I’m a big fan of books and own several hundred, maybe even 1,000. I’m also a big fan of strategy – hence this entire site dedicated to strategy. People often ask me what the best strategy books are. Here are my favorites.
I consume a tremendous amount of content every week – books, blogs, news sites, podcasts, Netflix, YouTube videos, Twitter, music, and even magazines. Each of course has it’s benefits, but there’s just something special about books.
I find that books are, in general, of a much higher quality than other media. This increased quality is probably due to the fact that so much time, effort, and money go into researching, writing, editing, and publishing a book. The number of people and perspectives probably plays a large role too.
What Makes For Good Strategy Books?
Sadly, there are only a handful of books that are explicitly focused on strategy. Many of those are garbage – mostly because they were written in order to sell some new fad or business “secret.” That means that some of the best books about strategy aren’t explicitly about strategy at all.
When I’m considering a book for this list, I’m looking for content that’s rooted in sound theory, backed by evidence, and applicable to a multitude of real-world problems. As a result, books about baseball, economics, mythology, entrepreneurship, and even cooking make (or will make) the list.
Anyway. What follows are what I think are the best strategy books. Check back for additions and updates!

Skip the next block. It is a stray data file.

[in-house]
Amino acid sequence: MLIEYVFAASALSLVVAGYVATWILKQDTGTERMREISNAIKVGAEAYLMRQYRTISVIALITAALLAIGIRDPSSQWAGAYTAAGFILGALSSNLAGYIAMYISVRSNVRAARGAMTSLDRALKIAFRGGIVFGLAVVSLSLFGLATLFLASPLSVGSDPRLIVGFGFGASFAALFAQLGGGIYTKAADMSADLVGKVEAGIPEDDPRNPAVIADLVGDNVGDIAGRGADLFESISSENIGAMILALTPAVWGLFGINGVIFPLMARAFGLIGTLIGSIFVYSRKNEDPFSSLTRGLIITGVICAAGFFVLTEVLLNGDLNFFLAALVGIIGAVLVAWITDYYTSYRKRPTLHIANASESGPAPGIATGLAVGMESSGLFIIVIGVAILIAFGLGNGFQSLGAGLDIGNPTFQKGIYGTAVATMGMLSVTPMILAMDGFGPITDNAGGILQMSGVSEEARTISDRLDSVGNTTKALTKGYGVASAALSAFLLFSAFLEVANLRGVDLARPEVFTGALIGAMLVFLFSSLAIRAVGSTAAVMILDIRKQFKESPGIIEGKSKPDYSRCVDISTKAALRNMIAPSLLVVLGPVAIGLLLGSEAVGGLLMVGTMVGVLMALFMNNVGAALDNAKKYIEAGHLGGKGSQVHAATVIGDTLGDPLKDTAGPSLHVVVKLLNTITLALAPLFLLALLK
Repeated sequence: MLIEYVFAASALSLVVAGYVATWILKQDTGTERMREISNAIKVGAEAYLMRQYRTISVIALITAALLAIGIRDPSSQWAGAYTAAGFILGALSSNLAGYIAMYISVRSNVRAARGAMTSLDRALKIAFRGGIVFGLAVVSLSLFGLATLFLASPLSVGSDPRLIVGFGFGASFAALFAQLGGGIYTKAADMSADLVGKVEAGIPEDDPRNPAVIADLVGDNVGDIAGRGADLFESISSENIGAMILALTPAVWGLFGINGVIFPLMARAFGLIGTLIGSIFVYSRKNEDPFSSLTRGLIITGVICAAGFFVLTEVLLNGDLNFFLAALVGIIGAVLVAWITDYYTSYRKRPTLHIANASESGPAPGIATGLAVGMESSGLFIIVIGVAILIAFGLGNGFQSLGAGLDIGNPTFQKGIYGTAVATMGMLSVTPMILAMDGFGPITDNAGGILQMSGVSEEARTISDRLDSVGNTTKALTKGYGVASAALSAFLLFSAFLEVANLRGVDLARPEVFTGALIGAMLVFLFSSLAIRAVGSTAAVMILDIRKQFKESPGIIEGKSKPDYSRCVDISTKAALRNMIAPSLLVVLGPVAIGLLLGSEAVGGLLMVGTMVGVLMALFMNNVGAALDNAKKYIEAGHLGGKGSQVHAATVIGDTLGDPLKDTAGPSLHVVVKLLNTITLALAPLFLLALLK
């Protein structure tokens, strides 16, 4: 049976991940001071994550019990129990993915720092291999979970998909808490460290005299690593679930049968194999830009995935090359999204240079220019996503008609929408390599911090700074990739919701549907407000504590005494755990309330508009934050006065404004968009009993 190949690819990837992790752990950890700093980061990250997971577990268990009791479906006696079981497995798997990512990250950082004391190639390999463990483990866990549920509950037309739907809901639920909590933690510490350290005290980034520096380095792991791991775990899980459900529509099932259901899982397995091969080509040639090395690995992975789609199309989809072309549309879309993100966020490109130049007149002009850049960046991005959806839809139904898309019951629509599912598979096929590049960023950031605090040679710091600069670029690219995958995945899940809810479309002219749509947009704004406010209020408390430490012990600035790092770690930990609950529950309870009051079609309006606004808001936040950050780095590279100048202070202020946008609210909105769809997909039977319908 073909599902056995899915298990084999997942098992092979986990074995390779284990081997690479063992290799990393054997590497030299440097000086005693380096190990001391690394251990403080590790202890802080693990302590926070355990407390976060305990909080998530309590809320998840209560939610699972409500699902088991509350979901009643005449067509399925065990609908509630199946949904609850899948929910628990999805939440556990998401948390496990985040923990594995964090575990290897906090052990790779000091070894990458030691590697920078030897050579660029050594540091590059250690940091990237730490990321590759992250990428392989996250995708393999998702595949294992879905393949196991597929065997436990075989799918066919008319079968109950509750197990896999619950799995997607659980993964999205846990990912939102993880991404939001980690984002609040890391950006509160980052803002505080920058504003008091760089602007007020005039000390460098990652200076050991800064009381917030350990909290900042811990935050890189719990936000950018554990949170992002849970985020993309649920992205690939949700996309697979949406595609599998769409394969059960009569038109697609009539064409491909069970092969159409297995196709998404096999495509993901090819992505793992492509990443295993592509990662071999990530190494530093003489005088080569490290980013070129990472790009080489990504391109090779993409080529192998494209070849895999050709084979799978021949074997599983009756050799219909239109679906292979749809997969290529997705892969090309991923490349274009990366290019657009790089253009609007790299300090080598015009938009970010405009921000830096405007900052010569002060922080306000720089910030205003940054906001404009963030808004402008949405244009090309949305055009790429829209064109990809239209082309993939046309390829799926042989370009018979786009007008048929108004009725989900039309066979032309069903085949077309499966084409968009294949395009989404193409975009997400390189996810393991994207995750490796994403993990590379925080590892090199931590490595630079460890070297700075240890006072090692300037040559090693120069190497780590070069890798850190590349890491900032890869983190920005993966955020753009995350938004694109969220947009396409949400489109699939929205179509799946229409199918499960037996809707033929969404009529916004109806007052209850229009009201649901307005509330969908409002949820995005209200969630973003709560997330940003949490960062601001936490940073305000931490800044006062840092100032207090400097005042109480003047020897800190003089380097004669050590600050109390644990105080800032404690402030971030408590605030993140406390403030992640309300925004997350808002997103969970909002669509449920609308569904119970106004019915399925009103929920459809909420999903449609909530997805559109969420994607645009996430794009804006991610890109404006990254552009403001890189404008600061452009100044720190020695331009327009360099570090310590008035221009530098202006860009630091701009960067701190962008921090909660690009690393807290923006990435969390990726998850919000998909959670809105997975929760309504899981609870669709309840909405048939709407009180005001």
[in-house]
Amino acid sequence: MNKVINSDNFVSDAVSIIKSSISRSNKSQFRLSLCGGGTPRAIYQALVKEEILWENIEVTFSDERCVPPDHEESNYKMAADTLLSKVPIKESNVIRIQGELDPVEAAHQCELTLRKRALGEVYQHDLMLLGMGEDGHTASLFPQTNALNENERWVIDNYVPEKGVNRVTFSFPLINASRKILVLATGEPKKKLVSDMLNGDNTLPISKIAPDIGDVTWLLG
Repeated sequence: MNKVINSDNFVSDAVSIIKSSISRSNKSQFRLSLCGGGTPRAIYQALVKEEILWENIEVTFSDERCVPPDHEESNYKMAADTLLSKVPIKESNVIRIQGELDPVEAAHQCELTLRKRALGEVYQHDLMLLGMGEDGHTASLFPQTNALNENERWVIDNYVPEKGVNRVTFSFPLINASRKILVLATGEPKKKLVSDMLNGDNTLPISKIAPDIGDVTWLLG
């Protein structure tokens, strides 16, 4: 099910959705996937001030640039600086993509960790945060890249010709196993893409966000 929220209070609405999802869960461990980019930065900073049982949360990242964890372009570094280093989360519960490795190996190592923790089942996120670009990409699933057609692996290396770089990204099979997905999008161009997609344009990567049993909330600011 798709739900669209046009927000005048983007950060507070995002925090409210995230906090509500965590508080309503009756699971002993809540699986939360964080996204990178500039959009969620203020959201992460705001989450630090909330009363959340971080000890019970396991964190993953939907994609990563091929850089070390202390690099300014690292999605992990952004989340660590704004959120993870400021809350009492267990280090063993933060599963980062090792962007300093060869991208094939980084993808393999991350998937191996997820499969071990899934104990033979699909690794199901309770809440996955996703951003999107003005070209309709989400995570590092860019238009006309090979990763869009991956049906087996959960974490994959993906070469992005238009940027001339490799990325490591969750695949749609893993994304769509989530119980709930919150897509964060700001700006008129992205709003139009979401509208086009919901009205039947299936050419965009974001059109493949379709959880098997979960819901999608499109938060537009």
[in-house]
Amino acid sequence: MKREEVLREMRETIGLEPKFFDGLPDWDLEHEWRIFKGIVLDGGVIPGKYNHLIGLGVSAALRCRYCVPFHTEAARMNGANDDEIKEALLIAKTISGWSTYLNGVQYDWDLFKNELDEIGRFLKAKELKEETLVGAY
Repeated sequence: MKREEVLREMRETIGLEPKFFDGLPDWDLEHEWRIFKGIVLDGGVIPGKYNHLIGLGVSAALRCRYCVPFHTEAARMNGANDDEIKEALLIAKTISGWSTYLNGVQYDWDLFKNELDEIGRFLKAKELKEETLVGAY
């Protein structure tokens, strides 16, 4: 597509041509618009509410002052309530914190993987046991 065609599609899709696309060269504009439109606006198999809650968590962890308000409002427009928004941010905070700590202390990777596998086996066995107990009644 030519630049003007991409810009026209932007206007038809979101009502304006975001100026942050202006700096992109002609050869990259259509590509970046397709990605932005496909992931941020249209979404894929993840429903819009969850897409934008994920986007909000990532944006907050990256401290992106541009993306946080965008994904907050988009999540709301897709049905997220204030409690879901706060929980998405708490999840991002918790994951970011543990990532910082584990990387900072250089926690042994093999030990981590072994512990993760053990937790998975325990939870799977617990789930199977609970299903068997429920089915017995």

HBR’s 10 Must Reads on Strategy
This book is a collection of articles from Harvard Business Review (HBR). The lead article, What is Strategy? by Micheal Porter, is probably the most widely read piece ever written on strategy (with the possible exception of Sun Tzu’s classic, The Art of War).
If you can only read one, this is the best strategy book out there. You’ll get an overview of the fundamentals including: Many descriptions of strategy (I contend here, that Porter never actually defines strategy), what strategy is not, the five competitive forces, how vision & values relate to strategy, how to avoid the innovator’s dilemma, blue ocean strategy, and several articles on how to actually execute your strategy.
While HBR’s 10 Must Reads on Strategy isn’t perfect or complete, at 248 pages, it is the most complete strategy book out there.
Strategy: A History
In all seriousness, this book is the most comprehensive book on the history of strategy that has ever been written. Author Lawrence Freedman begins his march through the history of strategy with primitive man and ends just a few years before the Trump era. His twitter feed is also biting and witty in that uniquely British way.
“A brilliant overview of the most prominent strategic theories in history, from David’s use of deception against Goliath, to the modern use of game theory in economics, this masterful volume sums up a lifetime of reflection on strategy.”
If you’re interested in this book, I highly recommend the audio version – a whopping 32 hours of content.
Getting To Yes
Getting to Yes is one of the most important books I’ve ever read. I’ve re-read this 80 page book at least once every year since it was recommended to me over 5 years ago.
The subtitle is “Negotiating Agreement Without Giving In” and the book is marketed as a negotiation book. But while negotiation is clearly the core topic, the concepts and lessons extend far beyond business or even personal negotiation. The book outlines a fool-proof strategy for resolving conflict and optimizing outcomes.
When framed properly, nearly every interaction between two or more parties involves some explicit or implicit negotiation and Getting to Yes provides readers with tools to navigate those Difficult Conversations (a similarly themed book that came out of the same group at the Harvard Negotiation Project).
This is probably the highest ROI book on this list. Getting to Yes literally helped me save one of my longest and most dear friendships, making it one of the best strategy books around.